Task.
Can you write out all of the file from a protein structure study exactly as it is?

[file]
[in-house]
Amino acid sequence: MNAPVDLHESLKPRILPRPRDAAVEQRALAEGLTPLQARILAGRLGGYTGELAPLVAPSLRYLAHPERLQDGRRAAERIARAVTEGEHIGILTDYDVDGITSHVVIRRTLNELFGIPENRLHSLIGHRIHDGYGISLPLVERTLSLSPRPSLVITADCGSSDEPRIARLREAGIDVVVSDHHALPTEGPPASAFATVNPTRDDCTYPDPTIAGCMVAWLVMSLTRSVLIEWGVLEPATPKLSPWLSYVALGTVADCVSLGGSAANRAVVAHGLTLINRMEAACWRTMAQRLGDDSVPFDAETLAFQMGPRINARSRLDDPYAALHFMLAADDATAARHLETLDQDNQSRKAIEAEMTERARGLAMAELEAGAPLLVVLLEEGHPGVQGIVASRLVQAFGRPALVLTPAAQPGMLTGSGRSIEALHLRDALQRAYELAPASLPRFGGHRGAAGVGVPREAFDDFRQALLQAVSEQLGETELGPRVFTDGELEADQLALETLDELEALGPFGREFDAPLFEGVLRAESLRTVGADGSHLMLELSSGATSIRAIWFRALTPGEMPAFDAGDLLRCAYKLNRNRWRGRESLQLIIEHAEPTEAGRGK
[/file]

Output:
[in-house]
Amino acid sequence: MNAPVDLHESLKPRILPRPRDAAVEQRALAEGLTPLQARILAGRLGGYTGELAPLVAPSLRYLAHPERLQDGRRAAERIARAVTEGEHIGILTDYDVDGITSHVVIRRTLNELFGIPENRLHSLIGHRIHDGYGISLPLVERTLSLSPRPSLVITADCGSSDEPRIARLREAGIDVVVSDHHALPTEGPPASAFATVNPTRDDCTYPDPTIAGCMVAWLVMSLTRSVLIEWGVLEPATPKLSPWLSYVALGTVADCVSLGGSAANRAVVAHGLTLINRMEAACWRTMAQRLGDDSVPFDAETLAFQMGPRINARSRLDDPYAALHFMLAADDATAARHLETLDQDNQSRKAIEAEMTERARGLAMAELEAGAPLLVVLLEEGHPGVQGIVASRLVQAFGRPALVLTPAAQPGMLTGSGRSIEALHLRDALQRAYELAPASLPRFGGHRGAAGVGVPREAFDDFRQALLQAVSEQLGETELGPRVFTDGELEADQLALETLDELEALGPFGREFDAPLFEGVLRAESLRTVGADGSHLMLELSSGATSIRAIWFRALTPGEMPAFDAGDLLRCAYKLNRNRWRGRESLQLIIEHAEPTEAGRGK